On Finding What Works and Working It

A Course in Miracles can get awfully lofty when it comes to prayer. It is, according to The Song of Prayer, “the greatest gift with which God blessed His Son at his creation” (S-1.In.1:1).

It was then what it is to become; the single voice Creator and creation share; the song the Son sings to the Father, Who returns the thanks it offers Him unto the Son. Endless the harmony, and endless, too, the joyous concord of the Love They give forever to Each Other (S-1.In.1:2-3).

Prayer is the very means by which “creation is extended” (S-1.In.1:4).

All of that is well and good – it’s lovely, it’s inspirational, it’s metaphysically provocative. But how does it apply to those situations when we need or want to drop to our knees and scream “help!”?

In a way, it doesn’t. While I deeply love and admire The Song of Prayer, it reflects a very sophisticated view of communing with the divine. There is a place for that – and I visit that place quite often – but there is also a place for vocal prayer, for simple and heartfelt pleas for guidance, or expressions of gratitude.

For a long time I felt pressured by the course to be sophisticated and elegant in my spirituality. I’m a bit of snob that way. But after a while I realized this wasn’t especially honest – or not always honest.

Then I did Lesson 70: My salvation comes from me.

Lesson 70 is one of those unsung course gems, in my opinion. It places us at the center of salvation, urging us to at last recognize the power of mind and put it to its best and highest use.

Today’s idea places you in charge of the universe, where you belong because of what you are. This is not a role that can be partially accepted. And you must surely begin to see that accepting it is salvation (W-pI.70.2:3-5).

But it also recognizes that while this is relatively simple, it doesn’t seem simple. It seems complex. We’re used to looking for salvation outside – in the world, in books, in people, in churches and temples, in diets and exercise routines, in work, in family.

All of that is the haze of clouds that obscures the Christ in us. We have to stop looking in those clouds for what can never be found in them.

And then the lesson says something very beautiful, empowering and liberating.

 Try to pass the clouds by whatever means appeals to you. If it helps you, think of me holding your hand and leading you. And I assure you this will be no idle fantasy (W-pI.70.9:2-3).

By whatever means appeals to you . . . I saw in that line that Jesus and the Holy Spirit are not asking us to toe any theological lines. Find what works for you and then work with it. Salvation is too important to get hung up on the form by which it is realized.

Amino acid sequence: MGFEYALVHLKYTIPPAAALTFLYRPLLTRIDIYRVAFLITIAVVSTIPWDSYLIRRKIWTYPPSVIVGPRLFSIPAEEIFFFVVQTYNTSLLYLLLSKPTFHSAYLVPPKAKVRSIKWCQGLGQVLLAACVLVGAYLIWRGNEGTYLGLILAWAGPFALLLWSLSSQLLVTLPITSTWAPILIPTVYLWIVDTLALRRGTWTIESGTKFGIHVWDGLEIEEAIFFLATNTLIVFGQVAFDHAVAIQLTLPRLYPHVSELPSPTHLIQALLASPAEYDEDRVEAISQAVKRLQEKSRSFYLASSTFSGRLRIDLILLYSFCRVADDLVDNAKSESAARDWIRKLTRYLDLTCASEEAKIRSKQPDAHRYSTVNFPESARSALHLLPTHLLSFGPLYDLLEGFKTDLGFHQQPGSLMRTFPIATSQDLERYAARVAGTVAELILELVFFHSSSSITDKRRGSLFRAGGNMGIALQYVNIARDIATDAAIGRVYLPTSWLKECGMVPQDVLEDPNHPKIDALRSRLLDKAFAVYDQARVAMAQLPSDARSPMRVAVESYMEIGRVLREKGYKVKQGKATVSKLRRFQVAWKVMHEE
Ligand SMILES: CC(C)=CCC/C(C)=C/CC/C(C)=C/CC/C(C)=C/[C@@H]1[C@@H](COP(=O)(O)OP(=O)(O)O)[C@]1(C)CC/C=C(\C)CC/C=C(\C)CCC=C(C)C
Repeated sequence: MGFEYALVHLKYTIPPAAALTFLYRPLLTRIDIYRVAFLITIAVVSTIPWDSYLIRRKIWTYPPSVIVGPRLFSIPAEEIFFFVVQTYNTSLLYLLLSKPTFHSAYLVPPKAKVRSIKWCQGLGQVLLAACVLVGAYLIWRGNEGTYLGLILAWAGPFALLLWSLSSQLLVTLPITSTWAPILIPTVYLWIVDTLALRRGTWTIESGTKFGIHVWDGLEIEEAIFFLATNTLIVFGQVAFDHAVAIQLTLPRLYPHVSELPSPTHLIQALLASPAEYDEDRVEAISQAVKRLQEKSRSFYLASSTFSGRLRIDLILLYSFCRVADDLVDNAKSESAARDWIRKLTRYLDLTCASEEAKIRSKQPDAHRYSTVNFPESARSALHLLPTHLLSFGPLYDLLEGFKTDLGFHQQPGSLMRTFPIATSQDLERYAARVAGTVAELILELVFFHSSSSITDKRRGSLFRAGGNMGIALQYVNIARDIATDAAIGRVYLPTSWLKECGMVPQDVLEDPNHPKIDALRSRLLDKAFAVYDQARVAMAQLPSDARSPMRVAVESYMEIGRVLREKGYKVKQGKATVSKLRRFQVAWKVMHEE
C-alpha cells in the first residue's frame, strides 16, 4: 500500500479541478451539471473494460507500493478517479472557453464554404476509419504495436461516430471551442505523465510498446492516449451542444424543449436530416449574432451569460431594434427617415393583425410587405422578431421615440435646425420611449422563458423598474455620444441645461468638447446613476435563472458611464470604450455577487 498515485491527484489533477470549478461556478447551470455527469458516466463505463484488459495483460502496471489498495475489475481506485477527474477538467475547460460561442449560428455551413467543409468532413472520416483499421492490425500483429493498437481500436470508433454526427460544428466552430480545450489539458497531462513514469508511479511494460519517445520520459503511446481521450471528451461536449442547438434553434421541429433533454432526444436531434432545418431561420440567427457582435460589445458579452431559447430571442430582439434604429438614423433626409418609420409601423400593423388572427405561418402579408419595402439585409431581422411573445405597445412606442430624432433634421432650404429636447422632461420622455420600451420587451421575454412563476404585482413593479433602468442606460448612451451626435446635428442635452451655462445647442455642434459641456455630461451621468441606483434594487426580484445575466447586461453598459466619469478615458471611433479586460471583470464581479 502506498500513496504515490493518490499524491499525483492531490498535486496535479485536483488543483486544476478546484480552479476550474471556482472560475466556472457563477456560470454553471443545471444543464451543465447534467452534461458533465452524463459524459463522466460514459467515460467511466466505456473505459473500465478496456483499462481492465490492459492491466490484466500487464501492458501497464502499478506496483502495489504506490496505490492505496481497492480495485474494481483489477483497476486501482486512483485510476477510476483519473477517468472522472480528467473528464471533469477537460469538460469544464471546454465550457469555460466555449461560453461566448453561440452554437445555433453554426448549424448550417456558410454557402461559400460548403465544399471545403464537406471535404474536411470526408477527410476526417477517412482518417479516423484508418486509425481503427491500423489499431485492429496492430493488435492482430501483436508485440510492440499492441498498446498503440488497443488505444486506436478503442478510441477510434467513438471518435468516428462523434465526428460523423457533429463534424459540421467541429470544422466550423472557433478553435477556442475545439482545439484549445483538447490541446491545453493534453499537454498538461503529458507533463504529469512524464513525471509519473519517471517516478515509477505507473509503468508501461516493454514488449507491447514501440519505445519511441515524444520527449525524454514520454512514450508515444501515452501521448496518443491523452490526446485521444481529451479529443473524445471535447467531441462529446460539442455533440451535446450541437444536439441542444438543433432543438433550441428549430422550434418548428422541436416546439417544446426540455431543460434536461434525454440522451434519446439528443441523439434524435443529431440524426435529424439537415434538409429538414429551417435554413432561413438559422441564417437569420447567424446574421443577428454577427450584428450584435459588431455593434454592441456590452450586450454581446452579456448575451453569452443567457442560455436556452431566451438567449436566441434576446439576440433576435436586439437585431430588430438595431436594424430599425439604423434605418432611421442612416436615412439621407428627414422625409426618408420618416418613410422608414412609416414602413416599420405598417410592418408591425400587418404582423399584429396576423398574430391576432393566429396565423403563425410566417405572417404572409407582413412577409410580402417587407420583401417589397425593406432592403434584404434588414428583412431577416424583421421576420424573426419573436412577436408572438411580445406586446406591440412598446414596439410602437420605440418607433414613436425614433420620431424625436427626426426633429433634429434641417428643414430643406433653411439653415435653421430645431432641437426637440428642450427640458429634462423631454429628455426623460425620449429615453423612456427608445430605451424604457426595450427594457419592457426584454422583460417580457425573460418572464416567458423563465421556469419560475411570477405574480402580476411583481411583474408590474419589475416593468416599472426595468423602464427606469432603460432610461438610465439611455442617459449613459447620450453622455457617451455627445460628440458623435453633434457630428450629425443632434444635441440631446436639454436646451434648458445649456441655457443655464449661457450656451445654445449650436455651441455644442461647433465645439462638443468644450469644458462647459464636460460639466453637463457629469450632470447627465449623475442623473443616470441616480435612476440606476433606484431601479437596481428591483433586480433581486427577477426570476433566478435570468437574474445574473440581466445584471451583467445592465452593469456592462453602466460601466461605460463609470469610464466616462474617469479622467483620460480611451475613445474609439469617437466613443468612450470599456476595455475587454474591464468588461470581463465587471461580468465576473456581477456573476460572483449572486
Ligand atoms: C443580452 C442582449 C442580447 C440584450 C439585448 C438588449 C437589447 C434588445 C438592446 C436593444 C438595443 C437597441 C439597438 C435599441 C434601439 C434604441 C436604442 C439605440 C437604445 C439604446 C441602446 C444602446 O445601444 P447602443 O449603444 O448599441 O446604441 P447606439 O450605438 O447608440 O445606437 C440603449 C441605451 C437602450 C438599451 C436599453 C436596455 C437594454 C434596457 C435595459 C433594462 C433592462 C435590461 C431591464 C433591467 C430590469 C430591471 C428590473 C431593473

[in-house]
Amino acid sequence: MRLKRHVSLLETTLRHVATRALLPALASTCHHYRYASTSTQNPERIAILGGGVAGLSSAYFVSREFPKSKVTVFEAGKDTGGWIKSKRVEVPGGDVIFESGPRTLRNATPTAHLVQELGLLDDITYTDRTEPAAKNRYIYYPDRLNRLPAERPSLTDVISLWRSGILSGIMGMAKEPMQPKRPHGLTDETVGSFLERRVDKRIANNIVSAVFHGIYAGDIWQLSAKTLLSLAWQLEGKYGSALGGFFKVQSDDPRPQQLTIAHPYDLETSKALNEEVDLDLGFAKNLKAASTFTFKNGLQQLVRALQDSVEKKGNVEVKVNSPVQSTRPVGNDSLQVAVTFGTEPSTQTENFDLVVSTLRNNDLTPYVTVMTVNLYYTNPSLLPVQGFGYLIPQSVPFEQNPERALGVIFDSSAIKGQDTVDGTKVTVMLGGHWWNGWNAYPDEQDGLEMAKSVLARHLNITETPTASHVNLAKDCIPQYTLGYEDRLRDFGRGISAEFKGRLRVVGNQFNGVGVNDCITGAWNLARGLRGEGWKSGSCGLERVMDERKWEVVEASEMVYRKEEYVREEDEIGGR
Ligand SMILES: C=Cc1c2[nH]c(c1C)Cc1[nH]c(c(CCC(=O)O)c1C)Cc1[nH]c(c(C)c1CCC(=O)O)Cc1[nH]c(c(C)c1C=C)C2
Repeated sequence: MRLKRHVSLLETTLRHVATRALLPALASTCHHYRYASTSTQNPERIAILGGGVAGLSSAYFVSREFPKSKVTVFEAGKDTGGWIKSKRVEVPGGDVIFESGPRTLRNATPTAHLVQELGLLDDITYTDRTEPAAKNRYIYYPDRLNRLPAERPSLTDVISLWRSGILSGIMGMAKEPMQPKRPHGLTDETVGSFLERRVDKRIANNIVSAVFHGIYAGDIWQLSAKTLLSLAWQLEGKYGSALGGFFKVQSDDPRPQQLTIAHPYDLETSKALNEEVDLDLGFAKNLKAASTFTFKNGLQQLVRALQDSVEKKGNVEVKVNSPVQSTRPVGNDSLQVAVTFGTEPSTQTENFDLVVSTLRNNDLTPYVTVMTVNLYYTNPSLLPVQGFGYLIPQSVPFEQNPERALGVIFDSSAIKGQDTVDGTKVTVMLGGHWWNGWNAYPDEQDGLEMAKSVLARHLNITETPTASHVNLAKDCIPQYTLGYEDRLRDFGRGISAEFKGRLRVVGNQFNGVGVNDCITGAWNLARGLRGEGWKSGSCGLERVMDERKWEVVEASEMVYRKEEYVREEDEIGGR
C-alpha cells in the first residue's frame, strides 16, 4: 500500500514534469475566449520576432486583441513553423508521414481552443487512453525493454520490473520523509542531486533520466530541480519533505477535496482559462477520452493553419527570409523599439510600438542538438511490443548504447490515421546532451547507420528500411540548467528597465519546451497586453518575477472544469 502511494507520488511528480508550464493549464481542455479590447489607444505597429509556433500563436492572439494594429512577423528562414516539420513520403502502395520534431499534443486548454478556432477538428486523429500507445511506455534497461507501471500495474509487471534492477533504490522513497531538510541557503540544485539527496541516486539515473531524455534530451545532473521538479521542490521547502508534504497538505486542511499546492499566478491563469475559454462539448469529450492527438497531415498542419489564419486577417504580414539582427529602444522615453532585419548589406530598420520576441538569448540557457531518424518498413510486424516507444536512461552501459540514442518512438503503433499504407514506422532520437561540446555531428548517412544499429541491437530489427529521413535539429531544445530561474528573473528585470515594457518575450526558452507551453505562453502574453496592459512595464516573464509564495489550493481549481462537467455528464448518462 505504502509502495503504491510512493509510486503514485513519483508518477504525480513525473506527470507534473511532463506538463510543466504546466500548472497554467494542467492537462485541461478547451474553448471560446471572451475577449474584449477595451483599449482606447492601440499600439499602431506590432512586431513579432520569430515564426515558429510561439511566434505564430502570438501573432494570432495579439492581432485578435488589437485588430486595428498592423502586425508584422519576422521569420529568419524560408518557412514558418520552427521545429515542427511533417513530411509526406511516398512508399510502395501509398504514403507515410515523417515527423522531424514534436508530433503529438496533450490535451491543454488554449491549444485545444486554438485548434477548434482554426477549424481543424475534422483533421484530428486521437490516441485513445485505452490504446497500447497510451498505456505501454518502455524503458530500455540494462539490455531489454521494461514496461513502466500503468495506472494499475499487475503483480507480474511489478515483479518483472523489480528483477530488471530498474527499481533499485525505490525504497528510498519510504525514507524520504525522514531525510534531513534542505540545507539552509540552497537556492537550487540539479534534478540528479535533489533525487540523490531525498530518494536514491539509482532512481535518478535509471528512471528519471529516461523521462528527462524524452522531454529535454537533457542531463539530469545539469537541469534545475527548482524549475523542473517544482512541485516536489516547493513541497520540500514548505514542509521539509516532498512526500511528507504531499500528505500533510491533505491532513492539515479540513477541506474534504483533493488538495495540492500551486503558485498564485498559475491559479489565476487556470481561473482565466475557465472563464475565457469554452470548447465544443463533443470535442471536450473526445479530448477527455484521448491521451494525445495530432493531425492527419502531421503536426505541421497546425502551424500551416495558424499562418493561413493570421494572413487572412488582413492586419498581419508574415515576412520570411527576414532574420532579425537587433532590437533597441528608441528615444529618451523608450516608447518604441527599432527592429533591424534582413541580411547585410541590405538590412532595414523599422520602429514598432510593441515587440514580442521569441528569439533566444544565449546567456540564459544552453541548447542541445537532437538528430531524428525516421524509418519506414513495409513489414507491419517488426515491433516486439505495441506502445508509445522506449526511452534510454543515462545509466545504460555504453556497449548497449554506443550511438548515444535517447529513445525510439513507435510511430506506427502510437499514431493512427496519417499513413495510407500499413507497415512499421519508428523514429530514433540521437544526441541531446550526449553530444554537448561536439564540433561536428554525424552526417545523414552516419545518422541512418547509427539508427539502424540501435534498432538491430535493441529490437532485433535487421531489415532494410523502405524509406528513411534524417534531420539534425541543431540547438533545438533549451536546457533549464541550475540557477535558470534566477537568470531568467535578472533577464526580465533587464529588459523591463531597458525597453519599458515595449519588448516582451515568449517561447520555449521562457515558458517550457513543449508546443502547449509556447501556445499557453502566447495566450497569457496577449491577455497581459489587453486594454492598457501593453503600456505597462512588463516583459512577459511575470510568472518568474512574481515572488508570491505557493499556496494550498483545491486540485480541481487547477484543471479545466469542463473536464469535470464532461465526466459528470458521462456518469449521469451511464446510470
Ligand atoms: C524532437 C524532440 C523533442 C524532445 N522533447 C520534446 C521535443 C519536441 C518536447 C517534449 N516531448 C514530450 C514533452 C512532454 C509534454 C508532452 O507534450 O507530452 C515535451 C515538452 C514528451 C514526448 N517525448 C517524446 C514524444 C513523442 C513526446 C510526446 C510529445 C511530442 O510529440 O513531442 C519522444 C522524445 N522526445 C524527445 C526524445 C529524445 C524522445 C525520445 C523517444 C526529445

If we give those few words some space and attention, we will see how profoundly radical and empowering they truly are.

I saw, then, that it was okay that prayer for me was stumbling around in the forest with a dog. It was okay that writing about the course is how I learn about the course. I began to give attention to the practice that was inherent in me – that naturally resonated for me. It was – it is still – a beautiful gift. And we all have it – a form in which our spirituality naturally and surely orients toward God.

The other thing that lesson offered me was the realization that for all its abstraction, the course was perfectly willing to let me hold the hand of Jesus. I didn’t have to intellectually justify it by calling it a symbol or a helpful illusion or anything.

We can reach out hands out and they will be taken by the hand of Jesus. It is no “idle fantasy.”

Thus, as students of A Course in Miracles, we are allowed – encouraged even – to find what works. Sometimes my prayer is very much in the contemplative mode Thomas Merton so eloquently talked about: wordless and formless.

But other times I fall to my knees and ask for help. Or say thank you and ask to be forgiven for not trusting that help would be given. I talk to Jesus the way I would talk to you.

In other words, we don’t need to sweat the form of prayer – or of our spiritual practice generally. Jesus doesn’t, so why should we?

{ 11 comments… add one }
  • Susan September 10, 2013, 9:27 am

    Thank you for this post. It is timely for me. Sometimes I get so caught up in the having to know the “right way” to pray, etc. I get caught up in my “head thinking.” It is a nice reminder to remember to grab the hand of Jesus and trust the process. I do not pray for “stuff” but boy oh boy do I pray for guidance. I enjoy your posts.

    • Sean Reagan September 10, 2013, 9:46 am

      You’re welcome, Susan. I’m glad it was helpful. Yes – the lure of the “right way” to pray or study (or do anything) is one of the ego’s favorite tricks, at least for me it is. Sometimes I have to just shake it off and keep things super simple.